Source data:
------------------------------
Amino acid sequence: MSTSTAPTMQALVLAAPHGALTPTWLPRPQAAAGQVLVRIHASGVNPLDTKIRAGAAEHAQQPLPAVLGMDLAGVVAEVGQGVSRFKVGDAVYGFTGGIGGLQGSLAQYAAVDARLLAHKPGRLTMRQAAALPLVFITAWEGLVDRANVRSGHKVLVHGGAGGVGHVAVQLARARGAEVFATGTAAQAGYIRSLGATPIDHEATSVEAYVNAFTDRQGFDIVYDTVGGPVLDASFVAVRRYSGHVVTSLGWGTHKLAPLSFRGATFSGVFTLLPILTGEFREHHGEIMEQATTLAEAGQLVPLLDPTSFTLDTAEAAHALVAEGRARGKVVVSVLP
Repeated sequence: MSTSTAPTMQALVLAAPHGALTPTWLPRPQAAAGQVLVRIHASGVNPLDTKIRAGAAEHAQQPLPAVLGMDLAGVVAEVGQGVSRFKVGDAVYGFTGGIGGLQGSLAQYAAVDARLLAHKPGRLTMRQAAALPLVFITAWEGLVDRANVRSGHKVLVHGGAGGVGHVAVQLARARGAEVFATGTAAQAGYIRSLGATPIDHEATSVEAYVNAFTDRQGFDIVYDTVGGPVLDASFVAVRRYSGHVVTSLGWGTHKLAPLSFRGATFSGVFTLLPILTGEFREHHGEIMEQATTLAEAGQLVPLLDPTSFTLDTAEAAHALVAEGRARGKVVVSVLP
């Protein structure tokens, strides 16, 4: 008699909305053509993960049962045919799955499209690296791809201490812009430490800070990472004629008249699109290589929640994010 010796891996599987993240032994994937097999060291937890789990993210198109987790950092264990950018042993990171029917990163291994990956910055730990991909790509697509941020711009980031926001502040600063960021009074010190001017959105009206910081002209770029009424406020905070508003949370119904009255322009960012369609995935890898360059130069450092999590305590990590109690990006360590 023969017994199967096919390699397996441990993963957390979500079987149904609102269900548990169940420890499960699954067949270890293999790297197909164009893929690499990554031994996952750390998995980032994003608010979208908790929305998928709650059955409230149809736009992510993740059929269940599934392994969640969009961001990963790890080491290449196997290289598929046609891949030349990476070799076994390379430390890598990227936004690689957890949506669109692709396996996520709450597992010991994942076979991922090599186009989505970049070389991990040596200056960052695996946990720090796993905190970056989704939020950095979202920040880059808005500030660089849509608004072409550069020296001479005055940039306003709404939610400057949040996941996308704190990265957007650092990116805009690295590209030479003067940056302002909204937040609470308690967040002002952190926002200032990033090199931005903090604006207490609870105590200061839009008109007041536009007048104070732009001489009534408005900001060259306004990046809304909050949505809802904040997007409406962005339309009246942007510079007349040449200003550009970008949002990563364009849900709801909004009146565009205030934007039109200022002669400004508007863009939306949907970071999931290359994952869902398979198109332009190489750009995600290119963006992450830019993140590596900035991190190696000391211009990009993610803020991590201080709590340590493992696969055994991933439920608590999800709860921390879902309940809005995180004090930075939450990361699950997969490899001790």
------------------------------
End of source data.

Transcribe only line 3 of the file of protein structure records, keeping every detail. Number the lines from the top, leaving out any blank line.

């Protein structure tokens, strides 16, 4: 008699909305053509993960049962045919799955499209690296791809201490812009430490800070990472004629008249699109290589929640994010 010796891996599987993240032994994937097999060291937890789990993210198109987790950092264990950018042993990171029917990163291994990956910055730990991909790509697509941020711009980031926001502040600063960021009074010190001017959105009206910081002209770029009424406020905070508003949370119904009255322009960012369609995935890898360059130069450092999590305590990590109690990006360590 023969017994199967096919390699397996441990993963957390979500079987149904609102269900548990169940420890499960699954067949270890293999790297197909164009893929690499990554031994996952750390998995980032994003608010979208908790929305998928709650059955409230149809736009992510993740059929269940599934392994969640969009961001990963790890080491290449196997290289598929046609891949030349990476070799076994390379430390890598990227936004690689957890949506669109692709396996996520709450597992010991994942076979991922090599186009989505970049070389991990040596200056960052695996946990720090796993905190970056989704939020950095979202920040880059808005500030660089849509608004072409550069020296001479005055940039306003709404939610400057949040996941996308704190990265957007650092990116805009690295590209030479003067940056302002909204937040609470308690967040002002952190926002200032990033090199931005903090604006207490609870105590200061839009008109007041536009007048104070732009001489009534408005900001060259306004990046809304909050949505809802904040997007409406962005339309009246942007510079007349040449200003550009970008949002990563364009849900709801909004009146565009205030934007039109200022002669400004508007863009939306949907970071999931290359994952869902398979198109332009190489750009995600290119963006992450830019993140590596900035991190190696000391211009990009993610803020991590201080709590340590493992696969055994991933439920608590999800709860921390879902309940809005995180004090930075939450990361699950997969490899001790």